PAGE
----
More and more automobile companies are focusing on body parts made of carbon fiber reinforced plastics (CFRP). However, manufacturing and repair costs must be further reduced in order to make CFRP more economical in use. Together with the Volkswagen AG and five other partners in the project HolQueSt 3D, the Laser Zentrum Hannover e.V. (LZH) has developed laser processes for the automatic trimming, drilling and repair of three-dimensional components.

Automated manufacturing processes are the basis for ultimately establishing the series production of CFRP components. In the project HolQueSt 3D, the LZH has...

Im Focus: Wonder material? Novel nanotube structure strengthens thin films for flexible electronics

Reflecting the structure of composites found in nature and the ancient world, researchers at the University of Illinois at Urbana-Champaign have synthesized thin carbon nanotube (CNT) textiles that exhibit both high electrical conductivity and a level of toughness that is about fifty times higher than copper films, currently used in electronics.

"The structural robustness of thin metal films has significant importance for the reliable operation of smart skin and flexible electronics including...

Im Focus: Deep inside Galaxy M87

The nearby, giant radio galaxy M87 hosts a supermassive black hole (BH) and is well-known for its bright jet dominating the spectrum over ten orders of magnitude in frequency. Due to its proximity, jet prominence, and the large black hole mass, M87 is the best laboratory for investigating the formation, acceleration, and collimation of relativistic jets. A research team led by Silke Britzen from the Max Planck Institute for Radio Astronomy in Bonn, Germany, has found strong indication for turbulent processes connecting the accretion disk and the jet of that galaxy providing insights into the longstanding problem of the origin of astrophysical jets.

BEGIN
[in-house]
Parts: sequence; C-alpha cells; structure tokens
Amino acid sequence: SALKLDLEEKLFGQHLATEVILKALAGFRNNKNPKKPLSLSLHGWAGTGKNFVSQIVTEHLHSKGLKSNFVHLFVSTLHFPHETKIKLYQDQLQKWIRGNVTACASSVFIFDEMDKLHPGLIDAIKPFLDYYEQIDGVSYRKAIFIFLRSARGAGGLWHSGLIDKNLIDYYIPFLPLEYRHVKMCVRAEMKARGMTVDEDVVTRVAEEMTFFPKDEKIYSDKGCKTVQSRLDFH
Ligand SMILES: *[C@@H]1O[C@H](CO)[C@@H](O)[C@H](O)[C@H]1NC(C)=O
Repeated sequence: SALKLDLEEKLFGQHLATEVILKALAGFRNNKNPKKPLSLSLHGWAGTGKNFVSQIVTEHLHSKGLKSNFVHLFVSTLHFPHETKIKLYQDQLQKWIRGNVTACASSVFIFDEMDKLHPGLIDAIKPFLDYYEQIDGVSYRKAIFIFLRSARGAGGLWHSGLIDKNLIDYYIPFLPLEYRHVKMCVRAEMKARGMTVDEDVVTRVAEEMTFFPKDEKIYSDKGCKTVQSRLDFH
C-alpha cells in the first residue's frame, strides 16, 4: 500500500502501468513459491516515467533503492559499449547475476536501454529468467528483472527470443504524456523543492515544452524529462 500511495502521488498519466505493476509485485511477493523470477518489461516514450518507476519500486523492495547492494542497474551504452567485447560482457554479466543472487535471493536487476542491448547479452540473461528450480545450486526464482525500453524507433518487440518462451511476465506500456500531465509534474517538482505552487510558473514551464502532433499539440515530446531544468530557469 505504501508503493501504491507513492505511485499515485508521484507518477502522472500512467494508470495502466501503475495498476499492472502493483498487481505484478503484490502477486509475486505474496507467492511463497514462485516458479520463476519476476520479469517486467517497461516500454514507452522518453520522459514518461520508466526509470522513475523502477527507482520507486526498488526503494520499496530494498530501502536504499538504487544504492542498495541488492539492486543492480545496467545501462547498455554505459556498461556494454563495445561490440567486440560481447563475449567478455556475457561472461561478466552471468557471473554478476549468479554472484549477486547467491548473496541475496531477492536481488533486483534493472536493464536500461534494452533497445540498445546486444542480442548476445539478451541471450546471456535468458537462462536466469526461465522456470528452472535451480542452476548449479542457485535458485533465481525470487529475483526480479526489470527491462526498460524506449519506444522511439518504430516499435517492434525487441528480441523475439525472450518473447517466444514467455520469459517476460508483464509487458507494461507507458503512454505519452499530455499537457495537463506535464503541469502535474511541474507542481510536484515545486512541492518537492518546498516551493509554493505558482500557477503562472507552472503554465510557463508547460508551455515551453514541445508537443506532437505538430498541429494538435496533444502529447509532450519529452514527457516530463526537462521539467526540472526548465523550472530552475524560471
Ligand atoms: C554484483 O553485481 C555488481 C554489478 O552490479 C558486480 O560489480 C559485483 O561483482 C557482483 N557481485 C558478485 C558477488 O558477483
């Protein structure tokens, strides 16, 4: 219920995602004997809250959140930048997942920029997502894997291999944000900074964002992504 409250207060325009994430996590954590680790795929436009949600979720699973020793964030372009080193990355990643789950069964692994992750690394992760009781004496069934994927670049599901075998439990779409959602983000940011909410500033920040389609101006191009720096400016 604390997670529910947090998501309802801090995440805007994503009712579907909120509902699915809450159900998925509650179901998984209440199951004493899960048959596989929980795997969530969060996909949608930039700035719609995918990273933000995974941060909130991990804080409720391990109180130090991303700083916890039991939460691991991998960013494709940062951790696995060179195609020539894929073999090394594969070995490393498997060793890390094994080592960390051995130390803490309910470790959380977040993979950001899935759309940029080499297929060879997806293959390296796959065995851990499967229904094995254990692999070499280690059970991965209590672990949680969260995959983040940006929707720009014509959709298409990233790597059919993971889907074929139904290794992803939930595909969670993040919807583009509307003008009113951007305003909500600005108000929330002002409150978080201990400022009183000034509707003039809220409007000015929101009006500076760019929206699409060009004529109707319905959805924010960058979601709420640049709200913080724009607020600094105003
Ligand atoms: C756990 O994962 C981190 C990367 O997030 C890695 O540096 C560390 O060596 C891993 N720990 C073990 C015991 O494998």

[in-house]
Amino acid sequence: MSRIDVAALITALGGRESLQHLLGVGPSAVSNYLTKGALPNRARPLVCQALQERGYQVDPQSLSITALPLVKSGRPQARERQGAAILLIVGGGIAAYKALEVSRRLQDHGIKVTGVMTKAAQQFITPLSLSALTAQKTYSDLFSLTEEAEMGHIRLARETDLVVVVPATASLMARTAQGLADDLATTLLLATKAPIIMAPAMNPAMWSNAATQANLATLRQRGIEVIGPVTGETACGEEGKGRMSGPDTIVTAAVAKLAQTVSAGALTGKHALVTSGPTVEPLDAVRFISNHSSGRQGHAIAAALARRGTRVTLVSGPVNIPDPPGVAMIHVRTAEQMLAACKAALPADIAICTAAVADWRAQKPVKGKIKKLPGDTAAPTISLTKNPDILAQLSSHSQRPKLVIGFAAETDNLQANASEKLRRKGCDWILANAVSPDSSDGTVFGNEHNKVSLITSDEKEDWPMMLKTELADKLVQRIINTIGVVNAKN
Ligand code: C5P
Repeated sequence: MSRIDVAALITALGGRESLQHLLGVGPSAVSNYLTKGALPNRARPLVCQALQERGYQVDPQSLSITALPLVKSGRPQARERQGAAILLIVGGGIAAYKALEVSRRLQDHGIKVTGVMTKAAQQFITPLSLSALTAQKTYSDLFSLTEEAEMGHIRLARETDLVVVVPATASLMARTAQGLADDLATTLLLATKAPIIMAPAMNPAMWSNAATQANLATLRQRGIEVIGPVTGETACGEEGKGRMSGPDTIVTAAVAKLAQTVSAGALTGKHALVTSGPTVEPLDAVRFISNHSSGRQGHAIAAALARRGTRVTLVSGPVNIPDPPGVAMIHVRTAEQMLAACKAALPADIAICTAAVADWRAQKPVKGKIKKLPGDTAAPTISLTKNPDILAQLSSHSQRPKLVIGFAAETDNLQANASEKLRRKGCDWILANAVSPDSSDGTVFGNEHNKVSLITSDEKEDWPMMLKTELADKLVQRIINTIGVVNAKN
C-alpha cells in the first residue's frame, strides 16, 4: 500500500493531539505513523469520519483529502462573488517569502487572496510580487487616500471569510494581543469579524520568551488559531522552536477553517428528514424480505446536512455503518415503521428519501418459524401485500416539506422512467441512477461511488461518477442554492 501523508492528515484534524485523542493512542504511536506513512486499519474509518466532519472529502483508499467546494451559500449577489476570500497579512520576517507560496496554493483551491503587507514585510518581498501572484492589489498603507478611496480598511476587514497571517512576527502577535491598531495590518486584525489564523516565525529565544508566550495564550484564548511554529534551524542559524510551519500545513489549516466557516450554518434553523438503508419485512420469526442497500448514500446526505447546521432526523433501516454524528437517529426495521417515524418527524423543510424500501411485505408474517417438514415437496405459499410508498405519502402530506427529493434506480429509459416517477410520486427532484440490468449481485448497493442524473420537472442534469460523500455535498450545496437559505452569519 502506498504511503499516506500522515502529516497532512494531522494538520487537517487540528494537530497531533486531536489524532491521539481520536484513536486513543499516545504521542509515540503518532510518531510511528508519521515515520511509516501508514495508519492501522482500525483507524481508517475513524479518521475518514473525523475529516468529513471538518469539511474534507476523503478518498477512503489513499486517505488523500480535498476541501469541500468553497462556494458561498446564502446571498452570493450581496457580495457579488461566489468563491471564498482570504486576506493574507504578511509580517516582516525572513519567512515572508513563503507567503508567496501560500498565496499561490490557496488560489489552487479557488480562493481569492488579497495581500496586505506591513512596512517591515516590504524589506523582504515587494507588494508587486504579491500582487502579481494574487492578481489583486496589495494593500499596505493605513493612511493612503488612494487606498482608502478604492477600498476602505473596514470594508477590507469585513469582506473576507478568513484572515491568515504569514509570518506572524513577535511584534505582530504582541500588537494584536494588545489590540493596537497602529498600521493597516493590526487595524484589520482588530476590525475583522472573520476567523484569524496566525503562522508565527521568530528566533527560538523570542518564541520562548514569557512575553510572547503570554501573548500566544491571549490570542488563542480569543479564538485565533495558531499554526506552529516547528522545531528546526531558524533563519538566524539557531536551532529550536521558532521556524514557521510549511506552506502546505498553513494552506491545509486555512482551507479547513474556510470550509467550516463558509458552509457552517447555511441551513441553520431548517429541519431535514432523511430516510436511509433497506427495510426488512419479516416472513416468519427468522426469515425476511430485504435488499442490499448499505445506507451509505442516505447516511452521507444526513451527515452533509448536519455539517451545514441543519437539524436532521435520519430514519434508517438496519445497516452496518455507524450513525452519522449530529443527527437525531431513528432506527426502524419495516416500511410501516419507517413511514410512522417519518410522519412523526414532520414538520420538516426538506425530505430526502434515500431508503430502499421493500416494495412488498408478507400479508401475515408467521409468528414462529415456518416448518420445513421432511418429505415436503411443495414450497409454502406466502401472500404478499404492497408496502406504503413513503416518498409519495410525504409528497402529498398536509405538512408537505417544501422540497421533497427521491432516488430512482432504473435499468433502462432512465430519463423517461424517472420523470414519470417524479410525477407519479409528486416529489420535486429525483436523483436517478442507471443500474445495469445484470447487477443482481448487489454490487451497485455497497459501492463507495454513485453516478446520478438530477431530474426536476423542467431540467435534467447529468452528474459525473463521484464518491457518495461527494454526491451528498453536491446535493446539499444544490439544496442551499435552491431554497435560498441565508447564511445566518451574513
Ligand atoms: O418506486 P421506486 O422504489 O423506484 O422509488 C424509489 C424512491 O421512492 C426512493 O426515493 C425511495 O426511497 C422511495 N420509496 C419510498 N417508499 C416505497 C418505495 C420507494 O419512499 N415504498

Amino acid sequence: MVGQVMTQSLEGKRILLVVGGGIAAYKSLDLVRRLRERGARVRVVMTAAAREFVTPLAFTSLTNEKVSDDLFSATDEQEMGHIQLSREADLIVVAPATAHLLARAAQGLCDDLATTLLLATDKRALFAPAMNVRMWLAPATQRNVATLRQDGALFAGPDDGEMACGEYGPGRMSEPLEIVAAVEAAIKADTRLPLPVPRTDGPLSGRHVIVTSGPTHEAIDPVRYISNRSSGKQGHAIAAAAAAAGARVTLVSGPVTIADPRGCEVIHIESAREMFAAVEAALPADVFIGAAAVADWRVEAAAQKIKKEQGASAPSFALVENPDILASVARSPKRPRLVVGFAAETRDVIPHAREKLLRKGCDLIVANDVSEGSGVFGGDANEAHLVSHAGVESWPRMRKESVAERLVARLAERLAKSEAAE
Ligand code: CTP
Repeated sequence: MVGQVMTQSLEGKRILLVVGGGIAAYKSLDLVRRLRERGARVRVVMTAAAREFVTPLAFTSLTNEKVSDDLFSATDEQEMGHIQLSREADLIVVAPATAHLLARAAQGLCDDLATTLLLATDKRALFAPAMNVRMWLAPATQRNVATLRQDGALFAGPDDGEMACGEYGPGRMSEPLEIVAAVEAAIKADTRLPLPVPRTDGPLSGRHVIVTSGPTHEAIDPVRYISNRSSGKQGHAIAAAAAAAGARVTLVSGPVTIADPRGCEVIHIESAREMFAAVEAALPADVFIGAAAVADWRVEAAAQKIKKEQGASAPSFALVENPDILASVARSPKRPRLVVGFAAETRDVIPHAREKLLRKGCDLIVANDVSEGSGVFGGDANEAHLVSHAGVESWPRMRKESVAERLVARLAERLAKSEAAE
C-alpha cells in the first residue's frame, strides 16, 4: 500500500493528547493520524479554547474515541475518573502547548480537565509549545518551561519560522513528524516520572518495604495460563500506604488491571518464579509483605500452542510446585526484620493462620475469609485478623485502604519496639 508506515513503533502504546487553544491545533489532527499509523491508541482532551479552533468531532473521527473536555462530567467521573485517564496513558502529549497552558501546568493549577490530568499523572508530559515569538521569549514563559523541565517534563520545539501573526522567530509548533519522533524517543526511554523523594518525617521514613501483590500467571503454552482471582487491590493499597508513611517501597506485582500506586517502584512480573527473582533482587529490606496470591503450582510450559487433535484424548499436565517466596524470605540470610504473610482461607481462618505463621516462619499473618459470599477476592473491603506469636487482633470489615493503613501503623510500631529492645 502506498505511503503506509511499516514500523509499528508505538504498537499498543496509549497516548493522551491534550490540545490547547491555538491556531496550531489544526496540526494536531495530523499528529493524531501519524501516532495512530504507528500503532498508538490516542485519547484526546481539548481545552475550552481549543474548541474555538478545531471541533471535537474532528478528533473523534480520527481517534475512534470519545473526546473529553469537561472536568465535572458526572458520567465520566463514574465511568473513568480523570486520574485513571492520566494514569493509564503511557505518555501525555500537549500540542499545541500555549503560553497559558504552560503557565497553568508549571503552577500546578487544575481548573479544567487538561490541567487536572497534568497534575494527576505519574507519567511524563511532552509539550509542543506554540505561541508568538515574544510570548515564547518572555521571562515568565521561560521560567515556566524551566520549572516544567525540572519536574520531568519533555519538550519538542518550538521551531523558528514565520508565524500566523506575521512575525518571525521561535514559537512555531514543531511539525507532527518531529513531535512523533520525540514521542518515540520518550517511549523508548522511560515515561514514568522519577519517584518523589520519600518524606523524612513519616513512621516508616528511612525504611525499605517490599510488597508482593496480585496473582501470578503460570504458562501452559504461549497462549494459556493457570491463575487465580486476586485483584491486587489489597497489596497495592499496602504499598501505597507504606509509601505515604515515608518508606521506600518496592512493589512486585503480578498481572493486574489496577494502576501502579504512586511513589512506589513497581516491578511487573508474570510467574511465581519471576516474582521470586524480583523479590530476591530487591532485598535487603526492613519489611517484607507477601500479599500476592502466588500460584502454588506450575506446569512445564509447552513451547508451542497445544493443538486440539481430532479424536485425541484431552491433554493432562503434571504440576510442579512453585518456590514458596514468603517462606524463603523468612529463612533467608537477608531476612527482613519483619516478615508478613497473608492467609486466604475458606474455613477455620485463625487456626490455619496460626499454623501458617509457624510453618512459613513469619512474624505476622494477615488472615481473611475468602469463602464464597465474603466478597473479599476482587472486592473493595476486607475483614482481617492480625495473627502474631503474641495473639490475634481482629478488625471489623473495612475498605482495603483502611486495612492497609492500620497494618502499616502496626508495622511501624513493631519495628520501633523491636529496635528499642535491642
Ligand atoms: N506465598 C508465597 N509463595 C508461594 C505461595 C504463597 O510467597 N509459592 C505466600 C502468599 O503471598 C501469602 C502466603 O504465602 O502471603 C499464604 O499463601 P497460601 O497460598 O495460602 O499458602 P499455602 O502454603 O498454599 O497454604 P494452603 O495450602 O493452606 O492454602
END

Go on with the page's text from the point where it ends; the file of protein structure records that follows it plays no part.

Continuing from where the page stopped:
Supermassive black holes form some of the most enigmatic phenomena in astrophysics. Their enormous energy output is supposed to be generated by the...

Im Focus: A Quantum Low Pass for Photons

Physicists in Garching observe novel quantum effect that limits the number of emitted photons.

The probability to find a certain number of photons inside a laser pulse usually corresponds to a classical distribution of independent events, the so-called...

Im Focus: Microprocessors based on a layer of just three atoms

Microprocessors based on atomically thin materials hold the promise of the evolution of traditional processors as well as new applications in the field of flexible electronics. Now, a TU Wien research team led by Thomas Müller has made a breakthrough in this field as part of an ongoing research project.

Two-dimensional materials, or 2D materials for short, are extremely versatile, although – or often more precisely because – they are made up of just one or a...

All Focus news of the innovation-report >>>

Anzeige

Anzeige

Event News

Expert meeting “Health Business Connect” will connect international medical technology companies

20.04.2017 | Event News

Wenn der Computer das Gehirn austrickst

18.04.2017 | Event News

7th International Conference on Crystalline Silicon Photovoltaics in Freiburg on April 3-5, 2017

03.04.2017 | Event News

 
Latest News

DGIST develops 20 times faster biosensor

24.04.2017 | Physics and Astronomy

Nanoimprinted hyperlens array: Paving the way for practical super-resolution imaging

24.04.2017 | Materials Sciences

Atomic-level motion may drive bacteria's ability to evade immune system defenses

24.04.2017 | Life Sciences

VideoLinks
B2B-VideoLinks
More VideoLinks >>>